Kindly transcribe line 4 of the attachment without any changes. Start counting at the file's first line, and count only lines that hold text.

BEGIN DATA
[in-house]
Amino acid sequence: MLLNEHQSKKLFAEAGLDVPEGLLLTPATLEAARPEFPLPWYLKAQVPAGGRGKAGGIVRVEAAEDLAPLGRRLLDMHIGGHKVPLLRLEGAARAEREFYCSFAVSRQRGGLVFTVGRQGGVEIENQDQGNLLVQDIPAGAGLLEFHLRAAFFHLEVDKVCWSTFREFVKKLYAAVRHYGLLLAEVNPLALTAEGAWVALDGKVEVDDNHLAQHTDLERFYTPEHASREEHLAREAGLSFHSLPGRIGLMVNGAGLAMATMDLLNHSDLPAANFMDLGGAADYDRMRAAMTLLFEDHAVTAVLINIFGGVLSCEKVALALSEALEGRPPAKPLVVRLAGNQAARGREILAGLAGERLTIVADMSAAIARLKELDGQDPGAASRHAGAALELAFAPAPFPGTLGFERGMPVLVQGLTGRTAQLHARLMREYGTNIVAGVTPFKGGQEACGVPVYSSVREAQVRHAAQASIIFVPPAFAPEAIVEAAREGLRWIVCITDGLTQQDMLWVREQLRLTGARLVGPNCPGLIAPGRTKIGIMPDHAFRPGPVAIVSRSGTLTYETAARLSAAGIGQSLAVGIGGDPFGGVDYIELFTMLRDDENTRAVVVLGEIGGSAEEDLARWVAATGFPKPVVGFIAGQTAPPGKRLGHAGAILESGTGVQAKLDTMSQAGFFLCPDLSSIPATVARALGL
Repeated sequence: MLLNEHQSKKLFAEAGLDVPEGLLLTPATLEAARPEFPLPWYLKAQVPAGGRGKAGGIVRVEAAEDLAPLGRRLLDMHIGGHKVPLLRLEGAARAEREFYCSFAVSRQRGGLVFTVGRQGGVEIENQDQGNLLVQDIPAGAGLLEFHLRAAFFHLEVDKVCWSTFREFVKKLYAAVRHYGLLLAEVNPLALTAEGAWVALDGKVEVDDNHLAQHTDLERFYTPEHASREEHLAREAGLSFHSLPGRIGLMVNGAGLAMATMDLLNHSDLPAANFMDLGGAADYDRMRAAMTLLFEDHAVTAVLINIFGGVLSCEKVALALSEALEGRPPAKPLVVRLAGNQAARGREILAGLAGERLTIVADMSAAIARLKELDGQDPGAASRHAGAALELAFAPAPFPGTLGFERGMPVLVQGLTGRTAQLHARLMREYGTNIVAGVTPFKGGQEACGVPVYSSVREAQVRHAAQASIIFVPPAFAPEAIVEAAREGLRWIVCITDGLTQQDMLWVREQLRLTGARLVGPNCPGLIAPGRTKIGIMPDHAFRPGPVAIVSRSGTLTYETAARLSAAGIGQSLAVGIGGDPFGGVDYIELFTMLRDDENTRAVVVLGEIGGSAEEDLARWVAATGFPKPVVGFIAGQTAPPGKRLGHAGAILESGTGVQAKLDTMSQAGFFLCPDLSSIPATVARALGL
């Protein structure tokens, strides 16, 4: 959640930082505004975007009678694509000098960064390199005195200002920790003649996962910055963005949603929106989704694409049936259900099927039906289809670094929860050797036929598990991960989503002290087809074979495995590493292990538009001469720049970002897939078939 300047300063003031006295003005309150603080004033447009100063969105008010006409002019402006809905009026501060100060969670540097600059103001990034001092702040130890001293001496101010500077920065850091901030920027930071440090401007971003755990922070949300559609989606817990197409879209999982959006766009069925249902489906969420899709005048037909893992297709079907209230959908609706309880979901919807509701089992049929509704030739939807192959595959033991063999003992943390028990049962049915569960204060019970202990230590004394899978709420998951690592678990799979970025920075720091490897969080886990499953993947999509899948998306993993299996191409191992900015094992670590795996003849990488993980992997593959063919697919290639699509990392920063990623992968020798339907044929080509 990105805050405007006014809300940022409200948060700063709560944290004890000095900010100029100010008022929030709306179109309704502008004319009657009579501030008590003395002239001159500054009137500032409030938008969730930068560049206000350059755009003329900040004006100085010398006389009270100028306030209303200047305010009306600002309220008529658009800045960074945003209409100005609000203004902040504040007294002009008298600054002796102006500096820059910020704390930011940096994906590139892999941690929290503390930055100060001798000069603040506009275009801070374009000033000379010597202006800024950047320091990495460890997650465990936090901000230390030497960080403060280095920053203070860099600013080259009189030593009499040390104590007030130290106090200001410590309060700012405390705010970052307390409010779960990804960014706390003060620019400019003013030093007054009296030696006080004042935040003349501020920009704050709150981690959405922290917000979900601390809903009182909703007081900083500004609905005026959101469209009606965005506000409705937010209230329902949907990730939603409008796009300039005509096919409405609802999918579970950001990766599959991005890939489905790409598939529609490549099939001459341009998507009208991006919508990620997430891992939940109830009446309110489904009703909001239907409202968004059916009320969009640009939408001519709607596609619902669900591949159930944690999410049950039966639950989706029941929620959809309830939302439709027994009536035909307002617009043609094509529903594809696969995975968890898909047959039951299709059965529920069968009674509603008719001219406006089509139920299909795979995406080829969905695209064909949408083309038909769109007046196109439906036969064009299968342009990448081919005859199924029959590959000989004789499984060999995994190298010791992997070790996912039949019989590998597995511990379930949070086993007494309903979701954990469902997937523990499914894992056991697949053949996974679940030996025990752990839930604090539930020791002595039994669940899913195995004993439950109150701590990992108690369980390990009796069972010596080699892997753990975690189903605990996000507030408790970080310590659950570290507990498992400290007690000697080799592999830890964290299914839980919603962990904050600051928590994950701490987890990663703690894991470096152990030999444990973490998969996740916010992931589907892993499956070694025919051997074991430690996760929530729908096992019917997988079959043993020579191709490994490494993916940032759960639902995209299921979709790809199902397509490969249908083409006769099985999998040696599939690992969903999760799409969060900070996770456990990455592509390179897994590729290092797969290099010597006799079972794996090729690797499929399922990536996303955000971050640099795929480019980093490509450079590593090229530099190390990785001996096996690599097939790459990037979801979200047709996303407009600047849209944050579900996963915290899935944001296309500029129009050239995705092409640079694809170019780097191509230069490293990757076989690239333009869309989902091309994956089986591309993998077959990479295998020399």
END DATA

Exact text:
């Protein structure tokens, strides 16, 4: 959640930082505004975007009678694509000098960064390199005195200002920790003649996962910055963005949603929106989704694409049936259900099927039906289809670094929860050797036929598990991960989503002290087809074979495995590493292990538009001469720049970002897939078939 300047300063003031006295003005309150603080004033447009100063969105008010006409002019402006809905009026501060100060969670540097600059103001990034001092702040130890001293001496101010500077920065850091901030920027930071440090401007971003755990922070949300559609989606817990197409879209999982959006766009069925249902489906969420899709005048037909893992297709079907209230959908609706309880979901919807509701089992049929509704030739939807192959595959033991063999003992943390028990049962049915569960204060019970202990230590004394899978709420998951690592678990799979970025920075720091490897969080886990499953993947999509899948998306993993299996191409191992900015094992670590795996003849990488993980992997593959063919697919290639699509990392920063990623992968020798339907044929080509 990105805050405007006014809300940022409200948060700063709560944290004890000095900010100029100010008022929030709306179109309704502008004319009657009579501030008590003395002239001159500054009137500032409030938008969730930068560049206000350059755009003329900040004006100085010398006389009270100028306030209303200047305010009306600002309220008529658009800045960074945003209409100005609000203004902040504040007294002009008298600054002796102006500096820059910020704390930011940096994906590139892999941690929290503390930055100060001798000069603040506009275009801070374009000033000379010597202006800024950047320091990495460890997650465990936090901000230390030497960080403060280095920053203070860099600013080259009189030593009499040390104590007030130290106090200001410590309060700012405390705010970052307390409010779960990804960014706390003060620019400019003013030093007054009296030696006080004042935040003349501020920009704050709150981690959405922290917000979900601390809903009182909703007081900083500004609905005026959101469209009606965005506000409705937010209230329902949907990730939603409008796009300039005509096919409405609802999918579970950001990766599959991005890939489905790409598939529609490549099939001459341009998507009208991006919508990620997430891992939940109830009446309110489904009703909001239907409202968004059916009320969009640009939408001519709607596609619902669900591949159930944690999410049950039966639950989706029941929620959809309830939302439709027994009536035909307002617009043609094509529903594809696969995975968890898909047959039951299709059965529920069968009674509603008719001219406006089509139920299909795979995406080829969905695209064909949408083309038909769109007046196109439906036969064009299968342009990448081919005859199924029959590959000989004789499984060999995994190298010791992997070790996912039949019989590998597995511990379930949070086993007494309903979701954990469902997937523990499914894992056991697949053949996974679940030996025990752990839930604090539930020791002595039994669940899913195995004993439950109150701590990992108690369980390990009796069972010596080699892997753990975690189903605990996000507030408790970080310590659950570290507990498992400290007690000697080799592999830890964290299914839980919603962990904050600051928590994950701490987890990663703690894991470096152990030999444990973490998969996740916010992931589907892993499956070694025919051997074991430690996760929530729908096992019917997988079959043993020579191709490994490494993916940032759960639902995209299921979709790809199902397509490969249908083409006769099985999998040696599939690992969903999760799409969060900070996770456990990455592509390179897994590729290092797969290099010597006799079972794996090729690797499929399922990536996303955000971050640099795929480019980093490509450079590593090229530099190390990785001996096996690599097939790459990037979801979200047709996303407009600047849209944050579900996963915290899935944001296309500029129009050239995705092409640079694809170019780097191509230069490293990757076989690239333009869309989902091309994956089986591309993998077959990479295998020399």